About

Joel Tauber is undertaking a 40-day pilgrimage along the U.S. – Mexico border to build community through baseball.

Growing up, Tauber went to Fenway Park to watch baseball. He dreamed of playing professionally. Baseball, for him, stands for openness and a belief in a welcoming, diverse America. He hopes to encourage conversation and togetherness rather than division and separation.

The journey began on Oct. 29. Tauber starts at the Otay Mesa Port of Entry in San Diego, California, and walks along the Border Wall before heading north two and a half miles to the Otay Mesa Detention Center. He will travel there and back again each day – a seven mile journey that connects legal entry to the U.S. with the Border Wall and the Detention Center holding those who might be in the country without all legal permits. While walking, he is declaring, in English as well as some Spanish, an adaptation of “Take Me Out to the Ballgame”:

Walk with me along the border. Play catch with me in front of the wall. Share some hot dogs and salsa. I don’t care what part of the world you’re from. Let’s root, root, root for teamwork. If we don’t find some, it’s a shame. For it’s one, two, three strikes, we’re out at the old ball game.

He is also proclaiming, as an adaptation of “The Star Spangled Banner”:

Oh, say, can you see, our country’s gorgeous dream: an endless field of green, where everyone can live and play? Our star-spangled banner yet waves, over the land of immigrants and the home of us all!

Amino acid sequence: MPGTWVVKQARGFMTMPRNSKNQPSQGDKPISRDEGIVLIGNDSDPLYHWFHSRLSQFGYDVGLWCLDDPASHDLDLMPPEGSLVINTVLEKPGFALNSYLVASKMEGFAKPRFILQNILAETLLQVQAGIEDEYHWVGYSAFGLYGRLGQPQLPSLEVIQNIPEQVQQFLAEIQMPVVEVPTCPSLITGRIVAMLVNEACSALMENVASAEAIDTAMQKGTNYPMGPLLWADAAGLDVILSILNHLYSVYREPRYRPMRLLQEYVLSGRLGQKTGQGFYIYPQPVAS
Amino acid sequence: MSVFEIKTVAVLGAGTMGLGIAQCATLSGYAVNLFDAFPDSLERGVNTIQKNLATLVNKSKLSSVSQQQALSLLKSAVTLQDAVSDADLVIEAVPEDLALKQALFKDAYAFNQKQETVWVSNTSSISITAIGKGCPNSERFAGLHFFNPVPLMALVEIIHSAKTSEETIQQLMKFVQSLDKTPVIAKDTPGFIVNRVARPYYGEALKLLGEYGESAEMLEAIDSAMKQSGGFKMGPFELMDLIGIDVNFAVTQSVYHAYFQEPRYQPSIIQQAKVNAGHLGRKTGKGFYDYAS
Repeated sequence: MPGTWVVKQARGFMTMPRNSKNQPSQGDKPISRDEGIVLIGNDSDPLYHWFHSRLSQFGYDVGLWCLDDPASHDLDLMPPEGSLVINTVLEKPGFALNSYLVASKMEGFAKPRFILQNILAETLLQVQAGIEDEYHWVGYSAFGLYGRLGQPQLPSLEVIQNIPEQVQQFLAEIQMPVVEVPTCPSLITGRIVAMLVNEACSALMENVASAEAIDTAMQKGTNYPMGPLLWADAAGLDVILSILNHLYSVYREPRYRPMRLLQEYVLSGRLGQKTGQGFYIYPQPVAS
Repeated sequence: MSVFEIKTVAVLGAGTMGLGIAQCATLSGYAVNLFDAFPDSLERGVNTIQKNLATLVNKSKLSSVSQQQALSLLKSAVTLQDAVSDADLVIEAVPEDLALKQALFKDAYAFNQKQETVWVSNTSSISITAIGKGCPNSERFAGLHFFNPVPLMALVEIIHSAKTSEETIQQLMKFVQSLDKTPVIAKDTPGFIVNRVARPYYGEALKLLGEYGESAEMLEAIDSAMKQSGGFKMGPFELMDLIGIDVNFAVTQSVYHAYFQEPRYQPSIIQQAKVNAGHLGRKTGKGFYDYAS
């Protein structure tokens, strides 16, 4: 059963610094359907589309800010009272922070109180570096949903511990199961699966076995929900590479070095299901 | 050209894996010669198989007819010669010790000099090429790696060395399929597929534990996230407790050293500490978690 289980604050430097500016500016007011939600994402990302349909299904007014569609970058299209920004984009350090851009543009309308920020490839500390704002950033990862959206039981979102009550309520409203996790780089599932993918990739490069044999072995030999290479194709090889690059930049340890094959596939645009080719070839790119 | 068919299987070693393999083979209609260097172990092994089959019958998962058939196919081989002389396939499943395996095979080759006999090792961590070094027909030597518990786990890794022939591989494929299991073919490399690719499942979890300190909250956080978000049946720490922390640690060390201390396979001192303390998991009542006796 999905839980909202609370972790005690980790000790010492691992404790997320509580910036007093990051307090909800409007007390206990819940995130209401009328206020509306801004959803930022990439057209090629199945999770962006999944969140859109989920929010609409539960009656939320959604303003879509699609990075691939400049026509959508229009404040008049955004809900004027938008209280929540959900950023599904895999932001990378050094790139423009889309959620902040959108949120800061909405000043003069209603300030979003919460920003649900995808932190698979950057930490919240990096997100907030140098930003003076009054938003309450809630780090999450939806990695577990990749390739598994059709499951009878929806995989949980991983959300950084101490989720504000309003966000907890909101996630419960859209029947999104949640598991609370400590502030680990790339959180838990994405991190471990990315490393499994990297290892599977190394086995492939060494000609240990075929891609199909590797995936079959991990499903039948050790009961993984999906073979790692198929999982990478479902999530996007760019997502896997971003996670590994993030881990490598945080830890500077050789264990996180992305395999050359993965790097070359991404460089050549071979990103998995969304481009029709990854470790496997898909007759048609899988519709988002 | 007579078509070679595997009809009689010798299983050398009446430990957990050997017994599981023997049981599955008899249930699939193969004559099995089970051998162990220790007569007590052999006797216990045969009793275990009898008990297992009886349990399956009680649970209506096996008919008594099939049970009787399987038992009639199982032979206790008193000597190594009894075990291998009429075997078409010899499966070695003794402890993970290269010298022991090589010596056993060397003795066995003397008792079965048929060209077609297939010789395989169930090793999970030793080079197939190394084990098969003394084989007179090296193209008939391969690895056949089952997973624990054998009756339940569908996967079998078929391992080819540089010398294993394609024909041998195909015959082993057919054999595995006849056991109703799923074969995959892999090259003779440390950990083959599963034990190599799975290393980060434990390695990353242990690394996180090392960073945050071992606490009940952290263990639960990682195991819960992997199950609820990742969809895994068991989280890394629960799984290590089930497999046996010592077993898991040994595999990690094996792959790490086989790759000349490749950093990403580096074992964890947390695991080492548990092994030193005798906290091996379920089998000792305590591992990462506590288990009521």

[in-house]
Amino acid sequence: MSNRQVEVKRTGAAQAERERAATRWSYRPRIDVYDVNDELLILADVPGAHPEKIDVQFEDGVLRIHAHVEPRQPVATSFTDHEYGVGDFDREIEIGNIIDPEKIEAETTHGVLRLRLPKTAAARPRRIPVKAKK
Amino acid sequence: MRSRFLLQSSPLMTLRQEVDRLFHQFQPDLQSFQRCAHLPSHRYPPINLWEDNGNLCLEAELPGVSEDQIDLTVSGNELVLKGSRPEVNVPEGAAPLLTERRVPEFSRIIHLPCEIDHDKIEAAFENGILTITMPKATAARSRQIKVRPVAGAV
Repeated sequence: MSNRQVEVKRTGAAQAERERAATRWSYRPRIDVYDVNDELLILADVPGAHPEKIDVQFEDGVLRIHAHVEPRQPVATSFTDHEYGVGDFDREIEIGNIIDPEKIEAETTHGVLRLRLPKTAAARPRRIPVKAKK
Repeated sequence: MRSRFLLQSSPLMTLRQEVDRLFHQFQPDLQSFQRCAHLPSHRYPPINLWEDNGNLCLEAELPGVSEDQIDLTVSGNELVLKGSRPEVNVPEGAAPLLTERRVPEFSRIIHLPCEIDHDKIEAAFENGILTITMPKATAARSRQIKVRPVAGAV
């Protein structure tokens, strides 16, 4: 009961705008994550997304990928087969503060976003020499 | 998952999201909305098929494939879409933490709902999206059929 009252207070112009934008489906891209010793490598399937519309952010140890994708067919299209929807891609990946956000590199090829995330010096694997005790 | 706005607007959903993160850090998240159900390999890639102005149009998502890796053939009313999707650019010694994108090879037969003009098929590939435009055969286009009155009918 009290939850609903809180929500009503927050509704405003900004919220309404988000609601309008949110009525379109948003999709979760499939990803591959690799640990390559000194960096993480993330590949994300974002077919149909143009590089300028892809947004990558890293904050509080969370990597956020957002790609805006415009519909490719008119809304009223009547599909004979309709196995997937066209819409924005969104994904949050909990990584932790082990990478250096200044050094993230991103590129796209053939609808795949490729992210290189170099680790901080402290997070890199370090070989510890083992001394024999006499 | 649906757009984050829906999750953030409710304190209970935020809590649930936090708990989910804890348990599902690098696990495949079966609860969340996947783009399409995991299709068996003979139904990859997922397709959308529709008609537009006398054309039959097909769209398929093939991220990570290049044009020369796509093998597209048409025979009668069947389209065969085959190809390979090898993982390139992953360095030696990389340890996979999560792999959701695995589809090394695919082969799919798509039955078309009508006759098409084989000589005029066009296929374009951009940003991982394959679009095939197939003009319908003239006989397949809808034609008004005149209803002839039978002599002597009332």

Tauber is wearing a custom vintage baseball uniform and backpack in blue, white and red. He is tossing a baseball as he walks along and inviting people who walk along with him to play catch.

As part of the border walk, Tauber is filming people he meets and gathering personal reflections and stories related to baseball and the border. He will produce a film and art installation, called Border-Ball, about the experience.

Participate in Border-Ball by walking with Tauber, playing catch with him, and sharing your stories. Here’s the map of the Border-Ball route and here’s the walking and interview schedule.

Tauber was born in 1972 in Boston, Massachusetts, USA and comes from a long line of rabbis. His work focuses on generating conversation and facilitating change. Most recently, the Vintage International Film Festival in Kolhapur, India, named Tauber’s “The Sharing Project” movie “Best International Documentary Film.” He lives and works in Winston-Salem, North Carolina, USA; where he is Associate Professor of Art at Wake Forest University.